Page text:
Well, it's about time.
Ten months after Susan Andrews announced her retirement, the Muscogee County School Board has made some real progress.
No, it hasn't named a new superintendent. In fact, it just fired its executive search firm and is looking for a whole new slate of candidates.
That's discouraging, for sure.
But the board appears to have finally found one thing: Self-awareness.
The noted psychologist Carl Rogers once wrote, "The curious paradox is that when I accept myself just as I am, then I can change."
People who aren't able to recognize their weaknesses -- or at least be open to the fact that they could even have a weakness in the first place -- often become defiant in the face of criticism and miss a real opportunity for growth.
The same is true of organizations. The school board has been a great example of this, especially since May 21.
As you may remember, that was the Monday night when six already-vetted nominees for principal gathered with their families to hear the board's vote, which in previous years had been a formality and a cause for celebration.
Except that on this night five out of nine board members voted no to every nomination as well as two other positions in the system. When she figured out what was happening, board chairwoman Cathy Williams began to utter the word "Shameful!" -- or something to that effect -- after each vote.
Mike Johnson, the retiring principal of Richards Middle School and a 30-year veteran of the district, stood up and yelled, "You are all a bunch of cowards!"
None of the five nay-voting members would answer questions about their decision, though Beth Harris read a statement from a note pad: "I did not vote against those people, personally. We ceremonially delayed the appointments, and action will be taken at a future meeting."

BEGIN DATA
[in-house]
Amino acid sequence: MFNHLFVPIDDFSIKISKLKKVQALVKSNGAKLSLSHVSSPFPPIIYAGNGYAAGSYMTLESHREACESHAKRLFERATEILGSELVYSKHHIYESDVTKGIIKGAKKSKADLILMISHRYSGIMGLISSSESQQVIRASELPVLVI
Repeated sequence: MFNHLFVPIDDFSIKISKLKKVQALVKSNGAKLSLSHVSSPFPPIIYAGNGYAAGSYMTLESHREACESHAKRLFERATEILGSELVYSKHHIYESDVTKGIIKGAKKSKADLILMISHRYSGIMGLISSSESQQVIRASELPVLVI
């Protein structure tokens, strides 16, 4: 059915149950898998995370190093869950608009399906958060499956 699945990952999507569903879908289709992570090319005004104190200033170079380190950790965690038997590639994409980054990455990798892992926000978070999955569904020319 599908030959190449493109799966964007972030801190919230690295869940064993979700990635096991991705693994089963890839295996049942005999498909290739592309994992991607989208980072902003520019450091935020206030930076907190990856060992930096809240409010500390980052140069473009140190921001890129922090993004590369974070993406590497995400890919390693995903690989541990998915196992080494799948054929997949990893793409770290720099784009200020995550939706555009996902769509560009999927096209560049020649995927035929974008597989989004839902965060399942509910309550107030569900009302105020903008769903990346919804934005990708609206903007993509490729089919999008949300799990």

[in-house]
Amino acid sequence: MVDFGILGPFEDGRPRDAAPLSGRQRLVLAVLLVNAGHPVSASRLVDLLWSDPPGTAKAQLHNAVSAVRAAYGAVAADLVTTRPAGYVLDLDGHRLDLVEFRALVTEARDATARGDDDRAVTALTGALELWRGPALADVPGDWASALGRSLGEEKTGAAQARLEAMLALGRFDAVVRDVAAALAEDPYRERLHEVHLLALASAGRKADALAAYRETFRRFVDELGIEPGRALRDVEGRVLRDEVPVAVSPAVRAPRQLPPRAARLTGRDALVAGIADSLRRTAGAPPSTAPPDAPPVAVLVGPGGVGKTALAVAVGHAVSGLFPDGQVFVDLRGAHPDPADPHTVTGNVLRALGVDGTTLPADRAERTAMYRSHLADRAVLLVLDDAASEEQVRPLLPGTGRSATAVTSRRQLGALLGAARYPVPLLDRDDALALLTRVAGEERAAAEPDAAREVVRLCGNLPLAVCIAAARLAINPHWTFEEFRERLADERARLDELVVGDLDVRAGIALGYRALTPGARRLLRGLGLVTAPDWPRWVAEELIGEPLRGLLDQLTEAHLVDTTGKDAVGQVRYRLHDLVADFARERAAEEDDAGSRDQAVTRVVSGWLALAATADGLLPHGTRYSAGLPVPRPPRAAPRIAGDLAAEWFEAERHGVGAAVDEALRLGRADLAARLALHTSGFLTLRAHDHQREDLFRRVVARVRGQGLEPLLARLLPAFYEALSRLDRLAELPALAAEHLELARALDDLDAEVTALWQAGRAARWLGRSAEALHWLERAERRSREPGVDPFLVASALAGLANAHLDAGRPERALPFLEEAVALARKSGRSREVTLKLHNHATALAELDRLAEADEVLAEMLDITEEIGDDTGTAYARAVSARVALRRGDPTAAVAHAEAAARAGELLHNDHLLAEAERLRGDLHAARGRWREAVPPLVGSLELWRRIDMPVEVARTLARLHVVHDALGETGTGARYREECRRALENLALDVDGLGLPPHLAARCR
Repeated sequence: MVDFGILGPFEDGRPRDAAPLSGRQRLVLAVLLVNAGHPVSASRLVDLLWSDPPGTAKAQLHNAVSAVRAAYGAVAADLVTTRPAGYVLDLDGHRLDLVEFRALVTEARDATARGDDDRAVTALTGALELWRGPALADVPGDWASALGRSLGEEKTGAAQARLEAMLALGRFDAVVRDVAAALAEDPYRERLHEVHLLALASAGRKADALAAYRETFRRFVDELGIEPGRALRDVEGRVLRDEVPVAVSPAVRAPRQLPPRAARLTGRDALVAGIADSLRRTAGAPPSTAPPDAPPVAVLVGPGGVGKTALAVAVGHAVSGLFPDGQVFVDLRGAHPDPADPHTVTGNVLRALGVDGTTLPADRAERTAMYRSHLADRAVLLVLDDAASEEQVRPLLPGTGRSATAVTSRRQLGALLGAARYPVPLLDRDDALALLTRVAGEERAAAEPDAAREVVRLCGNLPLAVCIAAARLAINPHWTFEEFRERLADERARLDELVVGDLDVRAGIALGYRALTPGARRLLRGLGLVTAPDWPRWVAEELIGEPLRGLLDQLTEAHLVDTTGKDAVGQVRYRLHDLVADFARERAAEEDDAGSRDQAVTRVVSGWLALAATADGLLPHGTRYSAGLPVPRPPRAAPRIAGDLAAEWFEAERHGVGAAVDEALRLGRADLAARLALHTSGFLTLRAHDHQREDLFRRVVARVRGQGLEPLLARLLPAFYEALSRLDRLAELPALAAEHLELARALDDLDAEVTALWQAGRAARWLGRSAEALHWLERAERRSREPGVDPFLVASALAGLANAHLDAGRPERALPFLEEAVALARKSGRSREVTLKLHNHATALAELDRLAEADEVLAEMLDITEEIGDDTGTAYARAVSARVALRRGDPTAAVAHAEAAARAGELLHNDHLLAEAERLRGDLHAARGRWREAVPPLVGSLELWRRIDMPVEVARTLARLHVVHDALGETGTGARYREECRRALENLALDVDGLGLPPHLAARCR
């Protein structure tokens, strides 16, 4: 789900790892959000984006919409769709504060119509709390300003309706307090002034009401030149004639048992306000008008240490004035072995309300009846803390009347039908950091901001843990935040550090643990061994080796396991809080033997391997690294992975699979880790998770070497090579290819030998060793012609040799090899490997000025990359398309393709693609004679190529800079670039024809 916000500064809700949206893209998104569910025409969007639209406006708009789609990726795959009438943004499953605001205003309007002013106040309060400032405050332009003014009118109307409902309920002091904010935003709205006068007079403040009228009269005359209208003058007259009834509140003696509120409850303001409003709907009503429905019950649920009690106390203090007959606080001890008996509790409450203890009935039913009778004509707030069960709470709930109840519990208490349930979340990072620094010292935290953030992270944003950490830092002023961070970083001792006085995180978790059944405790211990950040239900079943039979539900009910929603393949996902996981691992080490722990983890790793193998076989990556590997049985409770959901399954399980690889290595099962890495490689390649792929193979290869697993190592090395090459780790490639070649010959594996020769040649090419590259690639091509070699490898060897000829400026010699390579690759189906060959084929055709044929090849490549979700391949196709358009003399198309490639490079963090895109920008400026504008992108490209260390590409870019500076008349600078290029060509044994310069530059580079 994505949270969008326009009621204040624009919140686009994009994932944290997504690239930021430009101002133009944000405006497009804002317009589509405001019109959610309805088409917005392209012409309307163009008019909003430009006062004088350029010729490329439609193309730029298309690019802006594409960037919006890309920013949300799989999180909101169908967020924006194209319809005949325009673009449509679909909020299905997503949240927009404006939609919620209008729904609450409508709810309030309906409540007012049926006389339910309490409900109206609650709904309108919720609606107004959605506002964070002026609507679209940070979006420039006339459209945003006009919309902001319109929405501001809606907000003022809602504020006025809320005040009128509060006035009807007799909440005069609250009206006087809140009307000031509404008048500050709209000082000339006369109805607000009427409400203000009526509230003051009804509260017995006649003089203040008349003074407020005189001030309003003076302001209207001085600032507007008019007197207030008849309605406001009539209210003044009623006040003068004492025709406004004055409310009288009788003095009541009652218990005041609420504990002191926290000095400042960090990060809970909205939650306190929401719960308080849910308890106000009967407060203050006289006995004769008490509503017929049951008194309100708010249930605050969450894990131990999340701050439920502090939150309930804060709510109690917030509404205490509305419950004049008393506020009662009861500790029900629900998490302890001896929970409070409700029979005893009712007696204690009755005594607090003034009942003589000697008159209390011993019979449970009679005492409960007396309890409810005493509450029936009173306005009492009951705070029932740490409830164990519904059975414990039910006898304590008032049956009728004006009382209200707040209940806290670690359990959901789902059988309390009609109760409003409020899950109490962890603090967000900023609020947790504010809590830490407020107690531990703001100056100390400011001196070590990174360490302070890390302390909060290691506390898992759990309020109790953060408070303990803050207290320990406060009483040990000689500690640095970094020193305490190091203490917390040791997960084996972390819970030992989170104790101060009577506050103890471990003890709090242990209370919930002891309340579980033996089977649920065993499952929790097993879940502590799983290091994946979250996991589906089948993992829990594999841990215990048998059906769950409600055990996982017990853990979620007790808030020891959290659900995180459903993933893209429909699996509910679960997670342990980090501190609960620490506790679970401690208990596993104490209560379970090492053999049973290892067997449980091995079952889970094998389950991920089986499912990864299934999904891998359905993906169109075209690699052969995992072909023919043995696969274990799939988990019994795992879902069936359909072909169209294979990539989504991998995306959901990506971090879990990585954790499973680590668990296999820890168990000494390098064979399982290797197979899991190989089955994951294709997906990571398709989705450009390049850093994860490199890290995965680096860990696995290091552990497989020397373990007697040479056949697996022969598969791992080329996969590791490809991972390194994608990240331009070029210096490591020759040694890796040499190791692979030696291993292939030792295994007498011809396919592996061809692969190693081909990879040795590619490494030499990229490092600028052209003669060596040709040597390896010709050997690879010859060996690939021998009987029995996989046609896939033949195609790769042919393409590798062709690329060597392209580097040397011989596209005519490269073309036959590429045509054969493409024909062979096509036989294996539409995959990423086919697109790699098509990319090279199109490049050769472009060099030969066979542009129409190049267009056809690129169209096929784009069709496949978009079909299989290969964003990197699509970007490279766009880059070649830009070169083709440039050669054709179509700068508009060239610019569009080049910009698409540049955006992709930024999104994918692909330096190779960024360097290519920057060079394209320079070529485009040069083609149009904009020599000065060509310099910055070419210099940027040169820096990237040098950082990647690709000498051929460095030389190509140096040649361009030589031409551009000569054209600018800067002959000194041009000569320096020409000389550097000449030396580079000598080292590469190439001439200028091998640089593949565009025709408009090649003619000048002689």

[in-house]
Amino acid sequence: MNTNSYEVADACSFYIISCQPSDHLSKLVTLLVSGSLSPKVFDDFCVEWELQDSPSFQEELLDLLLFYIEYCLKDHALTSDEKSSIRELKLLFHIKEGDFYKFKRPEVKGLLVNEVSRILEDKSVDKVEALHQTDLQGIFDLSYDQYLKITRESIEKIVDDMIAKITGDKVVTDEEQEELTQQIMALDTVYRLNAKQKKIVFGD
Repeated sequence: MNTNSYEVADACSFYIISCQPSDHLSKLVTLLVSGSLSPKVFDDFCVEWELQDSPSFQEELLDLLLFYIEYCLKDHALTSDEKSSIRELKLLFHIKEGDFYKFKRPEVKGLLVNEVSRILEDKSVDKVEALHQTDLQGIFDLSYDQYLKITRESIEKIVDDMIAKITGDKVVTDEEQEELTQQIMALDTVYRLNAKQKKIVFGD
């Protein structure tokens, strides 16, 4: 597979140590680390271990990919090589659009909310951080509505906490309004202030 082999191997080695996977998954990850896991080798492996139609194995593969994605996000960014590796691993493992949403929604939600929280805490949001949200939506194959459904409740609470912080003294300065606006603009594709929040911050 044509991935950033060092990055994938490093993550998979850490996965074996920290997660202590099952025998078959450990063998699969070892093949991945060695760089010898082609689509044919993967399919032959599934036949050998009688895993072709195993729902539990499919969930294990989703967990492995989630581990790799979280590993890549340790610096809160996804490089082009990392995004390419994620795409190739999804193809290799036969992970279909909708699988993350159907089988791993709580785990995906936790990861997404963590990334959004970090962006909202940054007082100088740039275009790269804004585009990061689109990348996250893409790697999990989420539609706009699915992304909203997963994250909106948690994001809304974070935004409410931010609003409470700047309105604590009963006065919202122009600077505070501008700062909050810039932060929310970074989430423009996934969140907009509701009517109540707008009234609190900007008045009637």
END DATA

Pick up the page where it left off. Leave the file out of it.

Since then, for some strange reason, many people have used the words "petty" and "divisive" to describe the school board. When McPherson & Jacobson LLC, the recently fired executive search firm, asked community members to describe the challenges facing a new superintendent, one of the top responses was about dealing with a petty and divisive school board.
When asked to list characteristics of the ideal superintendent, community members included the ability to deal with a petty and divisive school board.
In early fall, I wrote several columns about the community response to the survey. One board member emailed me to say that I should stop calling the board petty and divisive. I replied that I was just summarizing the opinion of citizens and that I had neither agreed nor disagreed with it.
This member told me that if I didnt like the school district, I could just send my children to another one.
Earlier this week, the board went into closed session and emerged to vote on firing the search firm and choosing a new one.
They denied having discussed this issue during the closed meeting, which seems remarkable because this group of folks can't agree on anything even when they do discuss it beforehand.
But when asked about the vote, Williams did not go on the defensive. "I can see how that looks fishy," she said.
A couple of days later, Williams announced she was stepping down as board chairwoman. She said she didn't have the votes, and she figured she'd be more effective anyway if she didn't have to run the meetings.
"I had to say exactly what the board wanted me to say or what the consensus wanted me to say," she said of the chair position. "It wasn't my voice. I had to temper myself, and I don't think that's necessarily good for that very special position as the at-large member."
The members who pushed her out had better be careful what they wish for.
Meanwhile, Rob Varner, Williams' likely successor, acknowledged that the board has a serious public perception problem.
"I don't think this is a Cathy thing," he told reporter Mark Rice on Thursday, "but for whatever reason over the last few years, we've been reluctant or scared to be forthcoming with things that are no reason to be scared about. All we do is harm ourselves when we do that, because it makes you think we're hiding something.
"If I'm elected Tuesday night, my job will be to repair that damage. We've got to put the gas pedal on hiring a superintendent, but, secondarily to that, we've got to have the public understand we aren't as incompetent as we may appear to be, and much of that may be self-inflicted."
Notice he didn't say the board wasn't incompetent. He said the board wasn't as incompetent as it appears to be.
How's that for self-awareness? At least, it's a mighty fine start.
Sure, whether board members can actually work together and find a new superintendent remains to be seen, but at least they seem to have started accepting themselves for what they are.
Now maybe they can change.
Contact Dimon Kendrick-Holmes, executive editor, at email@example.com.